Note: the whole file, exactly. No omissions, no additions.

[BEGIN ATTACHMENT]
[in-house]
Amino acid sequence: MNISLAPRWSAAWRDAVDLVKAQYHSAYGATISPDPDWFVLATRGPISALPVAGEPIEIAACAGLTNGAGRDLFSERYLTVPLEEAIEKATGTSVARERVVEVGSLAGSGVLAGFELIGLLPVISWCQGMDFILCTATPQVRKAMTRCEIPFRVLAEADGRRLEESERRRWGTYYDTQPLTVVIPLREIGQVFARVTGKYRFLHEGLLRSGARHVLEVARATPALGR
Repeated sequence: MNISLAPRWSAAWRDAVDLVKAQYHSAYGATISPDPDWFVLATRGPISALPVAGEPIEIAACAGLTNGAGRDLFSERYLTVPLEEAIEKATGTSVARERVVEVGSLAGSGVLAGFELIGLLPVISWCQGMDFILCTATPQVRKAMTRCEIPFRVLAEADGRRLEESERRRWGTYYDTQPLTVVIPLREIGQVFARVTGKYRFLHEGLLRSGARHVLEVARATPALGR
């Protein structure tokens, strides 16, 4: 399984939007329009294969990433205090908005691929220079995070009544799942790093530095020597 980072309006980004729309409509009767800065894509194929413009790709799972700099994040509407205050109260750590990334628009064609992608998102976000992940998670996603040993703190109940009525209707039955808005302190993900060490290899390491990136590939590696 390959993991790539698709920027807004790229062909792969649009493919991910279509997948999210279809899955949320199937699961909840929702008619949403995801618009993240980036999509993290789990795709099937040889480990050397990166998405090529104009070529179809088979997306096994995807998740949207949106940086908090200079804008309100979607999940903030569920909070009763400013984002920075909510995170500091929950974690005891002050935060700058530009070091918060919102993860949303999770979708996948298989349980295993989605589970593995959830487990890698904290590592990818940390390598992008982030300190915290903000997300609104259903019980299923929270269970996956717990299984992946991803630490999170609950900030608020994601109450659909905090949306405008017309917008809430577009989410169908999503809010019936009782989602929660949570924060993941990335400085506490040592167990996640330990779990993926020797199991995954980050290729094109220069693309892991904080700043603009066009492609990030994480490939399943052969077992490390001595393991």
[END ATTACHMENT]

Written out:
[in-house]
Amino acid sequence: MNISLAPRWSAAWRDAVDLVKAQYHSAYGATISPDPDWFVLATRGPISALPVAGEPIEIAACAGLTNGAGRDLFSERYLTVPLEEAIEKATGTSVARERVVEVGSLAGSGVLAGFELIGLLPVISWCQGMDFILCTATPQVRKAMTRCEIPFRVLAEADGRRLEESERRRWGTYYDTQPLTVVIPLREIGQVFARVTGKYRFLHEGLLRSGARHVLEVARATPALGR
Repeated sequence: MNISLAPRWSAAWRDAVDLVKAQYHSAYGATISPDPDWFVLATRGPISALPVAGEPIEIAACAGLTNGAGRDLFSERYLTVPLEEAIEKATGTSVARERVVEVGSLAGSGVLAGFELIGLLPVISWCQGMDFILCTATPQVRKAMTRCEIPFRVLAEADGRRLEESERRRWGTYYDTQPLTVVIPLREIGQVFARVTGKYRFLHEGLLRSGARHVLEVARATPALGR
């Protein structure tokens, strides 16, 4: 399984939007329009294969990433205090908005691929220079995070009544799942790093530095020597 980072309006980004729309409509009767800065894509194929413009790709799972700099994040509407205050109260750590990334628009064609992608998102976000992940998670996603040993703190109940009525209707039955808005302190993900060490290899390491990136590939590696 390959993991790539698709920027807004790229062909792969649009493919991910279509997948999210279809899955949320199937699961909840929702008619949403995801618009993240980036999509993290789990795709099937040889480990050397990166998405090529104009070529179809088979997306096994995807998740949207949106940086908090200079804008309100979607999940903030569920909070009763400013984002920075909510995170500091929950974690005891002050935060700058530009070091918060919102993860949303999770979708996948298989349980295993989605589970593995959830487990890698904290590592990818940390390598992008982030300190915290903000997300609104259903019980299923929270269970996956717990299984992946991803630490999170609950900030608020994601109450659909905090949306405008017309917008809430577009989410169908999503809010019936009782989602929660949570924060993941990335400085506490040592167990996640330990779990993926020797199991995954980050290729094109220069693309892991904080700043603009066009492609990030994480490939399943052969077992490390001595393991």